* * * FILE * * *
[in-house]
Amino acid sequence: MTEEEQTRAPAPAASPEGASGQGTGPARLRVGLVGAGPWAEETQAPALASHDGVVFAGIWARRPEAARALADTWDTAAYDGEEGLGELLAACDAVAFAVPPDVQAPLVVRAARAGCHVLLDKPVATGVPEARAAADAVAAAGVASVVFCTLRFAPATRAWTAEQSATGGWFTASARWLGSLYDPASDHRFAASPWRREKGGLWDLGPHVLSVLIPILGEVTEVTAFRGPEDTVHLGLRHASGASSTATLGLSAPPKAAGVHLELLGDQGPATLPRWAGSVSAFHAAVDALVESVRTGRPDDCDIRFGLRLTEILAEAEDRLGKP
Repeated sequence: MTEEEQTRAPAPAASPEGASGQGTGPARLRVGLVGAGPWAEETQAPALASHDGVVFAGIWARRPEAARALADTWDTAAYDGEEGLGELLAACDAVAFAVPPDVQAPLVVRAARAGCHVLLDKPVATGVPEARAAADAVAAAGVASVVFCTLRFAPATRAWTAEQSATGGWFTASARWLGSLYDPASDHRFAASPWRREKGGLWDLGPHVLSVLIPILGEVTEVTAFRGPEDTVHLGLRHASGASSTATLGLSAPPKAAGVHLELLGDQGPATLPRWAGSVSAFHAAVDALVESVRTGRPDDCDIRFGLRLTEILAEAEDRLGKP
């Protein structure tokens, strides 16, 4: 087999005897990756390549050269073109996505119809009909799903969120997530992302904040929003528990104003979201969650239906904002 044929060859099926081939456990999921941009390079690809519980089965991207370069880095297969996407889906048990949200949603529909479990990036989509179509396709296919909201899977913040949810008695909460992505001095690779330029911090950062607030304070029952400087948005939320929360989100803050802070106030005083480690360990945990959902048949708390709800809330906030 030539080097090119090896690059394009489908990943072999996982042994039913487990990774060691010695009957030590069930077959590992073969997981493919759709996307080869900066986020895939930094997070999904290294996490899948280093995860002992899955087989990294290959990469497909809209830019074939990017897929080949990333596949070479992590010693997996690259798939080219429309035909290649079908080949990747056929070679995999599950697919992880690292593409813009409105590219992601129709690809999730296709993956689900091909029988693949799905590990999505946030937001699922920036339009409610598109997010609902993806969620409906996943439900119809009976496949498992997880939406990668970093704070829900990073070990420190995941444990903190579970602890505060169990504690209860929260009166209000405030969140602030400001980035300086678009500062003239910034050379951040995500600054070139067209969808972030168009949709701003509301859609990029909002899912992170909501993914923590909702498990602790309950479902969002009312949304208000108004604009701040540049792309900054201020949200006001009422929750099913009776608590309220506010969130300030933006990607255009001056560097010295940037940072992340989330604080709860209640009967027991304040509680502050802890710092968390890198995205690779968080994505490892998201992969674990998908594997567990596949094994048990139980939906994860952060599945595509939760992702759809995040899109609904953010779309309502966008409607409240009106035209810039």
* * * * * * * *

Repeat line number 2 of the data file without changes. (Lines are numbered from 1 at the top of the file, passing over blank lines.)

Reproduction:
Amino acid sequence: MTEEEQTRAPAPAASPEGASGQGTGPARLRVGLVGAGPWAEETQAPALASHDGVVFAGIWARRPEAARALADTWDTAAYDGEEGLGELLAACDAVAFAVPPDVQAPLVVRAARAGCHVLLDKPVATGVPEARAAADAVAAAGVASVVFCTLRFAPATRAWTAEQSATGGWFTASARWLGSLYDPASDHRFAASPWRREKGGLWDLGPHVLSVLIPILGEVTEVTAFRGPEDTVHLGLRHASGASSTATLGLSAPPKAAGVHLELLGDQGPATLPRWAGSVSAFHAAVDALVESVRTGRPDDCDIRFGLRLTEILAEAEDRLGKP